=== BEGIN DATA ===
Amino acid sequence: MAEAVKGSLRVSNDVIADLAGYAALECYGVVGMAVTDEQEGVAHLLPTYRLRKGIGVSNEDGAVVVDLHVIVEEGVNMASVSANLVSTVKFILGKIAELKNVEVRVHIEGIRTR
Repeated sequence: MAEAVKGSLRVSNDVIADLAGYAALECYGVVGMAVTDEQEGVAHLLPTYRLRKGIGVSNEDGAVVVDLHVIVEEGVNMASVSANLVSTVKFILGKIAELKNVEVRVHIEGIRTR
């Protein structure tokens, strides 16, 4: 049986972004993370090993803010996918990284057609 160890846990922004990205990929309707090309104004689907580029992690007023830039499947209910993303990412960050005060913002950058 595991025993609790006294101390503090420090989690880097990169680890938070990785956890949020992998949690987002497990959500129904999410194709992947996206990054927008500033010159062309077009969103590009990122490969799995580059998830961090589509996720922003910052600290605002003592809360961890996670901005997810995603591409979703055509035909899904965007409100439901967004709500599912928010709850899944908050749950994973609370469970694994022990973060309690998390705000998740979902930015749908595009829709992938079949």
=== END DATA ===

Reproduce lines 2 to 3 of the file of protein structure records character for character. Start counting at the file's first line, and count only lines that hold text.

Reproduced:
Repeated sequence: MAEAVKGSLRVSNDVIADLAGYAALECYGVVGMAVTDEQEGVAHLLPTYRLRKGIGVSNEDGAVVVDLHVIVEEGVNMASVSANLVSTVKFILGKIAELKNVEVRVHIEGIRTR
């Protein structure tokens, strides 16, 4: 049986972004993370090993803010996918990284057609 160890846990922004990205990929309707090309104004689907580029992690007023830039499947209910993303990412960050005060913002950058 595991025993609790006294101390503090420090989690880097990169680890938070990785956890949020992998949690987002497990959500129904999410194709992947996206990054927008500033010159062309077009969103590009990122490969799995580059998830961090589509996720922003910052600290605002003592809360961890996670901005997810995603591409979703055509035909899904965007409100439901967004709500599912928010709850899944908050749950994973609370469970694994022990973060309690998390705000998740979902930015749908595009829709992938079949």